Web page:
You may be wondering why STDs are popping up on a motherhood blog. Many don’t realize that among the routine tests of pregnant women, no matter the situationship, sex partner, or monogamous relationship, the general standard practice is to use a blood draw and test for any STDs. So what STDs do they test for while pregnant? And why? We’re going to get into the nitty and gritty in this article.
- What are STIs and STDs?
- Why do we routinely test for STIs during pregnancy?
- What should you be tested for?
- How to reduce the risks of getting an STI during pregnancy?
Table of Contents
What are STIs and STDs?
Sexually Transmitted Infections (STIs) and Sexually Transmitted Diseases (STDs) happen when bacteria, a virus or even a parasite enter your body from one person to another during sexual contact and your immune system tries to fight it. If that infection multiplies and disrupts normal body function it turns into a disease. Often when people are talking about STIs and STDs they mean the same thing. STI is considered the more “up to date” term though, as most infections don’t make it to the disease stage. However, the term “STDs” have been used and around longer so most people still use this term. In this article, I’ll be using them interchangeably.
Curious about signs and symptoms, check out the video below.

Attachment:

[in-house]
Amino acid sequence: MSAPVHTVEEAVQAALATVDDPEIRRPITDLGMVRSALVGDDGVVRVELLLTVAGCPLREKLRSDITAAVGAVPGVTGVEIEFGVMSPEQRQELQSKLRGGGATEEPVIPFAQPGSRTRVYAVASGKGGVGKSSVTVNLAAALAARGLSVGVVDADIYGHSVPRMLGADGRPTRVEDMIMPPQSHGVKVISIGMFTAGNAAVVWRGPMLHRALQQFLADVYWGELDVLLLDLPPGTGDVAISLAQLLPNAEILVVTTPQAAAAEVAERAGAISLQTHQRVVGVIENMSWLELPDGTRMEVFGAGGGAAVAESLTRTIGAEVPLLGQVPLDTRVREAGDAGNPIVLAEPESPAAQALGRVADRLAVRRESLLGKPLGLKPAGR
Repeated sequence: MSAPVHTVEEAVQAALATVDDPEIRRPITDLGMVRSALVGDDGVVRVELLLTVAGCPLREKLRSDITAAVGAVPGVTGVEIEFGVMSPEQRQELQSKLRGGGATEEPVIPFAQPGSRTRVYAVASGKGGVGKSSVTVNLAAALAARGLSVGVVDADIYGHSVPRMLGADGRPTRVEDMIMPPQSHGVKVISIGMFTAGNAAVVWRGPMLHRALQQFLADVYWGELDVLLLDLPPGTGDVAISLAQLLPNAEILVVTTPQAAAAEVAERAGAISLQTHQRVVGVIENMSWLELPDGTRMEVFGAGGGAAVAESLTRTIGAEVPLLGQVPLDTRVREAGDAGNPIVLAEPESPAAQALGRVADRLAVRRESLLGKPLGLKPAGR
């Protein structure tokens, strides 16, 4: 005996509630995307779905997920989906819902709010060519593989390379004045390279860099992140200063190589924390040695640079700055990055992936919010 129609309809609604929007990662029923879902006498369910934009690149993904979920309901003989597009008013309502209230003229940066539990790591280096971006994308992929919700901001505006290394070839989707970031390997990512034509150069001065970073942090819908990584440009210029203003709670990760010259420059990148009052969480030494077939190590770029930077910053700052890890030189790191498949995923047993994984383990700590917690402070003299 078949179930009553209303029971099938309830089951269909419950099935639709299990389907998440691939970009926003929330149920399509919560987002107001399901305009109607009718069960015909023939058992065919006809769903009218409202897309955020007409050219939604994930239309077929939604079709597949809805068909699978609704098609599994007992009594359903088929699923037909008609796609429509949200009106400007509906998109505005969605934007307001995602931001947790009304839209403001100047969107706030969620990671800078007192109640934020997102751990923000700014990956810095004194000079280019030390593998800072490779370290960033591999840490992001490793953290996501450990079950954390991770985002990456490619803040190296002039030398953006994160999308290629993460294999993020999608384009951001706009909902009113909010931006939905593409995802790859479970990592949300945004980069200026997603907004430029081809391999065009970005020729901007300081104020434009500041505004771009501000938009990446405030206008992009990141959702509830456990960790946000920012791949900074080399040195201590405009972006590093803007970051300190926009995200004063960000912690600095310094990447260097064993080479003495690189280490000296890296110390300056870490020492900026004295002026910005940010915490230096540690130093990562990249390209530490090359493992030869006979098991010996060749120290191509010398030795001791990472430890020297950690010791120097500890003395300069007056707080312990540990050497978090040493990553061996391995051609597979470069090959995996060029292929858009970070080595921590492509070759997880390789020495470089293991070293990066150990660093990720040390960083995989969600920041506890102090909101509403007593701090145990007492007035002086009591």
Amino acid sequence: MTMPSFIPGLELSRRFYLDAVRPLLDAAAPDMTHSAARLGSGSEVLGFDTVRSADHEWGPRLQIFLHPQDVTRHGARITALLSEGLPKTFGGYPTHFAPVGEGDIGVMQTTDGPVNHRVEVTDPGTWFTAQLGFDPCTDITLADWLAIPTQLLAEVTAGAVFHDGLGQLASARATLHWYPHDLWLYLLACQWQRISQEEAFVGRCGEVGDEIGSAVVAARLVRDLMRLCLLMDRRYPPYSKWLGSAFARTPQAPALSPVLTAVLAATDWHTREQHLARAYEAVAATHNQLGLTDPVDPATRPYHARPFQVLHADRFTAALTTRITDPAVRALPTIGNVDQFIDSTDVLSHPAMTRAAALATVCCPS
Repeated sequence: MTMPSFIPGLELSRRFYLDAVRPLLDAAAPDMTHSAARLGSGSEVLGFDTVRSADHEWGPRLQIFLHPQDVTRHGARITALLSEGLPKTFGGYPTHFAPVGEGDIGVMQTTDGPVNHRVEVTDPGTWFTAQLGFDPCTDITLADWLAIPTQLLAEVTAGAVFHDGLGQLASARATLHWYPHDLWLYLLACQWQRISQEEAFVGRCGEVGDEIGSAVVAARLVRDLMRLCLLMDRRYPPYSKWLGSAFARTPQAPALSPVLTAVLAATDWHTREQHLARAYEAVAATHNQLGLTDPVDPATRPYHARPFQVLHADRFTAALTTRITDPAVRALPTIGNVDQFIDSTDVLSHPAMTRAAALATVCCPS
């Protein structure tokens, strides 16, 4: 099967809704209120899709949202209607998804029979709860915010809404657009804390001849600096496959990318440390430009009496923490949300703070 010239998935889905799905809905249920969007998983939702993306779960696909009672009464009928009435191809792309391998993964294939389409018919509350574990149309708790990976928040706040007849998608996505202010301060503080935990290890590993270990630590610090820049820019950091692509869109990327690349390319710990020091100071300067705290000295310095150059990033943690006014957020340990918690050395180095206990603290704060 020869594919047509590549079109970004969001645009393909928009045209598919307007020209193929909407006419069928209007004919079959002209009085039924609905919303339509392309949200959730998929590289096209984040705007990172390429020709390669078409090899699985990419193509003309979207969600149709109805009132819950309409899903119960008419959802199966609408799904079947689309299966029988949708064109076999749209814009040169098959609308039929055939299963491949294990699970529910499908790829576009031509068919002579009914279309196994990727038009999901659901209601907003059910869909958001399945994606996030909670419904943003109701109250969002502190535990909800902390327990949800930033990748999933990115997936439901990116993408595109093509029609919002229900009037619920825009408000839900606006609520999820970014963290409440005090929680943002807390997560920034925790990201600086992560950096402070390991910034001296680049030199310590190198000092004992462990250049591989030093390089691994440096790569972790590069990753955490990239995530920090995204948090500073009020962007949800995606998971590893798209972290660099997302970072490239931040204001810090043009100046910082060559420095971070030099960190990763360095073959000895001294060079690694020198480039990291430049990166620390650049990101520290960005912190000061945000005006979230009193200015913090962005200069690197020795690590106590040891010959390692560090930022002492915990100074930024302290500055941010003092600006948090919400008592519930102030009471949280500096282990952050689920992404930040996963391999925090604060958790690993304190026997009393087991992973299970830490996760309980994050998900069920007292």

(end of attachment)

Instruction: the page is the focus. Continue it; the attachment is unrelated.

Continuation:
Do I Have to Get Tested for STDs During My Pregnancy?
Yes, you should be tested for Sexually Transmitted Infection (STI) and Sexually Transmitted Disease (STD) while you are pregnant. As STIs can cause serious harm and health complications to a pregnant woman and unborn baby. The sooner you begin testing and even receiving treatment, the better the health outcomes will be for you and baby.
I do want to add that even if you have been in a monogamous relationship, you will still need STD tests. As some STIs can lie dormant for years, it is always better to be safe than sorry. I know that may surprise some women, and it caught me off guard as well. I was a little shocked when they mentioned what the blood draw would be testing. I anticipated they would test for my blood type and rh factor, but std testing is standard practice for all pregnant women often in early pregnancy.